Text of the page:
The Thanksgiving that Almost Wasn’t by Karen McCullough

Holidays should be fun, but sometimes… well, here’s Karen’s story. 

The Thanksgiving that Almost Wasn’t

by Karen McCullough

 Three years ago, my youngest daughter was married on November 20th, which was the Saturday before Thanksgiving that year. Weddings are always memorable and this one was no exception. Sarah was a beautiful bride and her new husband a very proud groom. The weather was perfect. It was one of those rare, mild days that sometimes happens in late fall in North Carolina. The whole thing went off without a hitch. The day was perfect.

 

Marriage

Well, almost. We didn’t find out just how not-perfect it was until the next day when the bride, and about two-thirds of the other people who’d been at the wedding woke up horribly sick. I was fortunate that I wasn’t, but my husband, older daughter, the bridesmaids, groomsmen, and a lot of others were all miserably nauseated. Fortunately, it only lasted about 24 hours, but it seemed a lot longer to them.

We initially suspected food poisoning, but later events suggested it was actually a fast-moving and nasty virus. (We’ll get to that.)

The bride was so sick that by nightfall she was at the hospital and spent most of the night there getting intravenous fluids. The doctor who cared for her was the first to suggest a virus was the likely culprit. Sadly the honeymoon had to be cancelled. There were a few bright spots, however.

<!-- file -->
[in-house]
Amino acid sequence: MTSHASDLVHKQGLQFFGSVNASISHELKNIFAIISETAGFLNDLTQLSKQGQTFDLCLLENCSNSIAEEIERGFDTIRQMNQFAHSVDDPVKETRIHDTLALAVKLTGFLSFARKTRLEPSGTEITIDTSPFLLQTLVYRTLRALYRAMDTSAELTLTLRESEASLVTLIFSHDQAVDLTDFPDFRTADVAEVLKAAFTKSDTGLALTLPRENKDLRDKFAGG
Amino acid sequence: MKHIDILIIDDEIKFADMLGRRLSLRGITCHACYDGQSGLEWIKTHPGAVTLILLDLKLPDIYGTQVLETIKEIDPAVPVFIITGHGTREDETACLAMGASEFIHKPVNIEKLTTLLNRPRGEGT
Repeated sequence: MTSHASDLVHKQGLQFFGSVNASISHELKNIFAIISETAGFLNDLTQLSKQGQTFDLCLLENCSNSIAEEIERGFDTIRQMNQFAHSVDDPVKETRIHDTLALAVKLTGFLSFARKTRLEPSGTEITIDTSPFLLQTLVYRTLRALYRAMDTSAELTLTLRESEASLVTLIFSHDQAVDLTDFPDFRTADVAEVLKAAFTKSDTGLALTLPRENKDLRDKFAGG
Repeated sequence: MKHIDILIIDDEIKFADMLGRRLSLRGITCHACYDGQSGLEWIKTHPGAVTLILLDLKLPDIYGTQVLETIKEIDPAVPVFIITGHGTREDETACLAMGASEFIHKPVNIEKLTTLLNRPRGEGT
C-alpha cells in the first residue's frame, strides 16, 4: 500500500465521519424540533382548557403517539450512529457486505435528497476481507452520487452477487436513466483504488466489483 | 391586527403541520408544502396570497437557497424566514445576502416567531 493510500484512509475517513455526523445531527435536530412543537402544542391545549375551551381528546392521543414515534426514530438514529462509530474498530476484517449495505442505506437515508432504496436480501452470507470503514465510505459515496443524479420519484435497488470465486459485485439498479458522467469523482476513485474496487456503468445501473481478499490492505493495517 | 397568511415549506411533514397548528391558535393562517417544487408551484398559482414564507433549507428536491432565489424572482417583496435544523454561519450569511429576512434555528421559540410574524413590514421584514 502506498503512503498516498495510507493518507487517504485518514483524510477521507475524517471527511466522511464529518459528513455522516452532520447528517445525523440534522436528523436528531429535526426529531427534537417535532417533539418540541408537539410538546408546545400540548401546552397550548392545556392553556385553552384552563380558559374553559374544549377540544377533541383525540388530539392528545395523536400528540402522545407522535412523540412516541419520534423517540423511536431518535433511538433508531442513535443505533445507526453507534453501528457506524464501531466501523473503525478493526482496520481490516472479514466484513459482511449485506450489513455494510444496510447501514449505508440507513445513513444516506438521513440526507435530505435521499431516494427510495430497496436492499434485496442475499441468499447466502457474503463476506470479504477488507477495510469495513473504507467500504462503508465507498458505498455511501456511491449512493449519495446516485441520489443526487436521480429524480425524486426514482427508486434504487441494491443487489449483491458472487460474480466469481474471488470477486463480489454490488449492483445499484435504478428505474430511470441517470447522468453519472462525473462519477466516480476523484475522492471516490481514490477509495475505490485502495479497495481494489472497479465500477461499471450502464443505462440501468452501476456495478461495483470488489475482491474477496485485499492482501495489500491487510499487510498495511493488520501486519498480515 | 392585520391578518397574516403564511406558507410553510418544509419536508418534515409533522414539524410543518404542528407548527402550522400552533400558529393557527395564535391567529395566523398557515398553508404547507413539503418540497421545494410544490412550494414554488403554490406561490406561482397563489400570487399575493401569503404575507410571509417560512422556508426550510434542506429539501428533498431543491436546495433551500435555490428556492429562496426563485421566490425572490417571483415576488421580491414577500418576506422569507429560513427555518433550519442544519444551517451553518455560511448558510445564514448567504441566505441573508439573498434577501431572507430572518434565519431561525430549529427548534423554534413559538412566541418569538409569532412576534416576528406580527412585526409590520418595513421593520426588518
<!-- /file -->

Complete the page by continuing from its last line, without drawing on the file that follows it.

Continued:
Because their flight wasn’t until Monday, the newlyweds had booked a room at a local Bed and Breakfast for the night. Fortunately for them, the B&B wasn’t crowded so the proprietors let them stay when it was clear the new bride was in no shape for a long airplane flight. They were extremely nice and accommodating, even bringing them tea, toast, and sodas.

Meanwhile, the sick people recovered and we thought we were beyond it, when a second wave hit. The groom, myself, my son, and most of the others who hadn’t gotten sick initially were all ill by Wednesday. Oddly, none of us were as drastically sick as the first wave of people had been, but it was still no fun at all. It was that second wave that convinced everyone it had been a virus.

And though I was over the worst of it by Thursday morning, the last thing I felt up to doing was cooking a big Thanksgiving feast. I had to tell everyone I couldn’t do dinner.  But both daughters were fully recovered by then and since the new bride hadn’t managed to get away for the honeymoon, the girls got together and cooked up a nice dinner for all us. Some of us, myself included, weren’t really eating normally yet, but I managed a bite or two of everything.

And because we weren’t sure Thanksgiving would even happen that year, we were particularly grateful when it did. And despite all the illness, we felt very blessed by the lovely wedding and the unexpected presence of the bride and new son-in-law at the Thanksgiving feast.

Karen McCullough is a web designer by profession, and the author of a dozen published novels and novellas in the mystery, romantic suspense, and fantasy genres as well. She has won numerous awards, including an Eppie Award for fantasy, and has also been a four-time Eppie finalist, and a finalist in the Prism, Dream Realm, Rising Star, Lories, Scarlett Letter, and Vixen Awards contests. Her short fiction has appeared in several anthologies and numerous small press publications in the fantasy, science fiction, and romance genres. She has three children, four grandchildren and lives in Greensboro, NC, with her husband of many years. She’s released two short Halloween/Fall related stories this past month, and her Christmas Vampire story — “A Vampire’s Christmas Carol”  — is now available.

You can find Karen at her website and blog: Karen McCullough or you can connect with her through Facebook or Twitter.

 

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